Pick and draw them, wash out well in two or three waters, adding a little soda to the last but one to sweeten it, if there is doubt as to its being fresh. Dry it well with a clean cloth, and fill the crop and body with a stuffing the same as "Dressing for Fowls." Lay it in a dripping-pan; put a pint of hot water and a piece of butter in the dripping-pan, add to it a small tablespoonful of salt, and a small teaspoonful of pepper; baste frequently, and let it roast quickly, without scorching; when nearly done, put a piece of butter the size of a large egg to the water in the pan; when it melts, baste with it, dredge a little flour over, baste again, and let it finish; half an hour will roast a full grown chicken, if the fire is right. When done, take it up.
Having stewed the necks, gizzards, livers and hearts in a very little water, strain it and mix it hot with the gravy that has dripped from the fowls, and which must be first skimmed. Thicken it with a little browned flour, add to it the livers, hearts and gizzards chopped small. Or, put the giblets in the pan with the chicken and let them roast. Send the fowls to the table with the gravy in a boat. Cranberry sauce should accompany them, or any tart sauce.
Clean, wash and stuff, as for roasting. Baste a floured cloth around each and put into a pot with enough boiling water to cover them well. The hot water cooks the skin at once and prevents the escape of the juice. The broth will not be so rich as if the fowls are put on in cold water, but this is a proof that the meat will be more nutritious and better flavored. Stew very slowly, for the first half hour especially. Boil an hour or more, guiding yourself by size and toughness. Serve with egg, bread or oyster sauce. (See Sauces.)
Rub the chicken on the inside with pepper and half a teaspoonful of salt; place in a steamer in a kettle that will keep it as near the water as possible, cover and steam an hour and a half; when done, keep hot while dressing is prepared, then cut up, arrange on the platter, and serve with the dressing over it.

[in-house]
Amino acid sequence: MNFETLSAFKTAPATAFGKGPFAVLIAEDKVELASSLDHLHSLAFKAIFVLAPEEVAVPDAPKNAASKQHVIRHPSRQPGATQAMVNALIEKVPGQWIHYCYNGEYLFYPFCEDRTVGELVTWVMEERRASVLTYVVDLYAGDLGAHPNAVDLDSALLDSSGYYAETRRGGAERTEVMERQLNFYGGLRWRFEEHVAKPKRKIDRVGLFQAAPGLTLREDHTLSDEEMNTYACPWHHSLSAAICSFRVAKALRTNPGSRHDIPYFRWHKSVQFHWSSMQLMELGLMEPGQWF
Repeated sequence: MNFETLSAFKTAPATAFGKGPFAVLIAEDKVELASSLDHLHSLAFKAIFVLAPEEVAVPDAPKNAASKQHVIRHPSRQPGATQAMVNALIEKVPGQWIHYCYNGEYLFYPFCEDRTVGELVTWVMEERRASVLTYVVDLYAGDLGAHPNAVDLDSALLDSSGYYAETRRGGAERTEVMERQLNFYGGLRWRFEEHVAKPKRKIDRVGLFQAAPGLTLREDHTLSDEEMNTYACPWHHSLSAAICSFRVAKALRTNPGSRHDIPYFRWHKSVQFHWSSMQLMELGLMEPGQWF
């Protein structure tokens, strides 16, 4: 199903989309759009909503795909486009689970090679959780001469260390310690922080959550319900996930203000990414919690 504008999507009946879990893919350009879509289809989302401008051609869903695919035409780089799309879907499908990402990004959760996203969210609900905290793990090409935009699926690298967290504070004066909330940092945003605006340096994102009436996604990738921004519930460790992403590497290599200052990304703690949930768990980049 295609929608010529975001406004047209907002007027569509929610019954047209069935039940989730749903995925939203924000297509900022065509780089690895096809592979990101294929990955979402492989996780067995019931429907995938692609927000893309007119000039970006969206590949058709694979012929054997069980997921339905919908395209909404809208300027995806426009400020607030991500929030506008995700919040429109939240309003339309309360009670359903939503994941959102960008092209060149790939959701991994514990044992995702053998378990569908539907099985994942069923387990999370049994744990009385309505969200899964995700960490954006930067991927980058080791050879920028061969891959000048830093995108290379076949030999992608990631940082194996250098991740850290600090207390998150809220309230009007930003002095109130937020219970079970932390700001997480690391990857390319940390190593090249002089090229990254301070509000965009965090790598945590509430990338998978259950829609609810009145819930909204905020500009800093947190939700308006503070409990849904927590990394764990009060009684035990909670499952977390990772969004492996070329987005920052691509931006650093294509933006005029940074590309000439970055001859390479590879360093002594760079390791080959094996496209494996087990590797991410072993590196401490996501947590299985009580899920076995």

The dressing is made as follows: Boil one pint of gravy from the kettle without the fat, add cayenne pepper and half a teaspoonful of salt; stir a tablespoonful of flour into a quarter of a pint of cream until smooth and add to the gravy. Cornstarch may be used instead of the flour, and some cooks add nutmeg or celery salt.
Cut up two young chickens, put them in a stewpan with just enough cold water to cover them. Cover closely and let them heat very slowly; then stew them over an hour, or until tender. If they are old chickens they will require long, slow boiling, often from three to four hours. When tender, season with salt and pepper, a piece of butter as large as an egg, and a little celery, if liked. Stir up two tablespoonfuls of flour in a little water or milk and add to the stew, also two well-beaten yolks of eggs; let all boil up one minute; arrange the chicken on a warm platter, pour some of the gravy over it and send the rest to the table in a boat. The egg should be added to a little of the cooled gravy before putting with the hot gravy.